January 8, 2021
As of 2021, my reading tech-stack consists of Kindle, iPad and Macbook as the primary reading devices. When it comes to the reading apps that bring me joy, Goodnotes is my iPad app of choice for reading PDF books. Reeder 5 helps me keep track of all the blogs in one place. I save all interesting articles as bookmarks to read later in Raindrop.
I also try to read a few Comics when I can. I use an app called YACReader on iPad. I am currently reading The Boys, hoping to complete it before the 3rd season drops on Amazon Prime.
I recently upgraded to the new Kindle (10th Gen) a few weeks ago. I realized I needed that sweet backlight in my Kindle for reading in bed at night. Or in the dimly-lit hallway of my tiny apartment.
I'd been using Kindle (6th Gen) for the past 6 years or so as my primary device for reading eBooks. It worked like a charm such as in the metro during the now obsolete ritual of a daily commute. That 6-year-old thing still works fine though. It was time for an upgrade anyway after all these years.
While toying with the idea of that upgrade, I tried my hands at reading on the Kindle apps on my iPad and Macbook. iPad turns out to be too clunky and huge for reading while walking. Or at night as it causes eye-strain even with low brightness. Reading eBooks on the Mac feels like work, so that didn't stick. Besides, neither of these have the potential to be as good a travel/commute companion as the Kindle.
Occasionally, I end up reading a PDF book, reports or reading material of that nature. I use Goodnotes as a good alternative on the iPad for reading PDFs. It allows efficient highlighting and scribbling of notes, 'The Half-Blood Prince' style, which makes for a good experience. It also has a macOS app and syncs across devices in the Apple ecosystem. This helps in case I need to switch back and forth to take notes, copy and paste stuff etc, on the Mac.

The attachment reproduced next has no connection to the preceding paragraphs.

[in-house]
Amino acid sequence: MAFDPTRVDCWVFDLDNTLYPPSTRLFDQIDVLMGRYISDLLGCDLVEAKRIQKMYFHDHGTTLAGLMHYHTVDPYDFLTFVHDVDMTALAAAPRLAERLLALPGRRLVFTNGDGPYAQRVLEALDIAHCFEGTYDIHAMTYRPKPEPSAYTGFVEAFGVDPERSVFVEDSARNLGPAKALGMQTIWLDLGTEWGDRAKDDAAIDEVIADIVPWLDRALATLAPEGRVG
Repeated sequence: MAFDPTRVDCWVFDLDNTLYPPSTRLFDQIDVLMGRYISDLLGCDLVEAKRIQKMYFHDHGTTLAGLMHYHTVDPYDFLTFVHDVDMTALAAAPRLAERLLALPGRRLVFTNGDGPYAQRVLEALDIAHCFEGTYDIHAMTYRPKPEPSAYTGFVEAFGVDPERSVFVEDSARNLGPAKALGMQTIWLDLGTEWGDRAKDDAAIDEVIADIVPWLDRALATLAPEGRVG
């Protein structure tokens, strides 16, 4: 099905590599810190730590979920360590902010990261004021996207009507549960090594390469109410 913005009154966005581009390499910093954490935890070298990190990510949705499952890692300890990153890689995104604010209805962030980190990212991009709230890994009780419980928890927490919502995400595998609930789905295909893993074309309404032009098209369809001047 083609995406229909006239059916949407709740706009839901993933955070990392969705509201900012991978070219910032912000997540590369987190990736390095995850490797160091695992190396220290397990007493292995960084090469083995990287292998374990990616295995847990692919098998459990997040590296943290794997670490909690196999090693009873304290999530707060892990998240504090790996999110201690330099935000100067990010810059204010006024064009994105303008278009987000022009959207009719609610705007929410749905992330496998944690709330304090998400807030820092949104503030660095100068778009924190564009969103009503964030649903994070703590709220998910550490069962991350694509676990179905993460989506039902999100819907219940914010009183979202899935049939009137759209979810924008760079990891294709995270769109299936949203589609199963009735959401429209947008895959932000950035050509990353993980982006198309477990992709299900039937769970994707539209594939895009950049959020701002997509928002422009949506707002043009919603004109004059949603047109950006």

Notability is another alternative to Goodnotes. I use Notability as my note-taking tool with the Apple Pencil. But, Goodnotes acts as my primary reading app for PDFs.
For keeping updated with all my favourite blogs, I use Reeder 5 as the RSS reader of choice. It helps in keeping track of all the new posts published on blogs that have RSS feeds enabled. I can read all those posts within Reeder daily. It also gives an option to read blogs on the websites thanks to its in-app browser. As a bonus, it's also one of the most well-designed apps I've come across. It's available on macOS, iOS, and iPadOS. It was an instant buy for me on both Mac and iPad.
Reeder 5 acts as an RSS feed aggregator. It syncs with other popular RSS feeds and discovery apps like Feedly, Inoreader, etc. I use Feedly as my primary service where I add, delete, group all the sources (blogs and their URLs), and all the changes are synced directly to Reeder. Reeder also has an option to create native feeds via iCloud, but I faced issues while adding some blogs, so fell back to syncing via Feedly.
Sometimes, Reeder acts as a filter for selective reading for me. I add some articles as a bookmark on Raindrop to read later over the weekend. Raindrop is a swiss-knife of an app for managing internet links. I use it as a bookmark manager, a read-later app, and as a reading app with its Preview mode.
Pro tip: Raindrop generates a preview of the entire article for some Medium paywall articles. So that's a bonus. I have also created an IFTTT applet that adds any article I bookmark on Medium to Raindrop that I can read later.
I've had a passing interest in reading Comics for a while now. I use an app called YACReader on iPad for reading comics. It's one of the best apps I found for this purpose that I've come across and is a steal at $2.99. It's also very creatively named, which expands to Yet Another Comic Reader. It's currently available only for iOS and iPadOS. It syncs directly with Google Drive, Dropbox, and local files to fetch the comic books.
I have also graduated from reading Nagraj, Dhruv, and a whole suite of Raj Comics from childhood. I now read big-boy Graphic Novels like The Boys series thanks to the Amazon Prime show. It gets dull and dark at times, so right up my alley. Hoping to get through the entire 72-part series before Season 3 drops.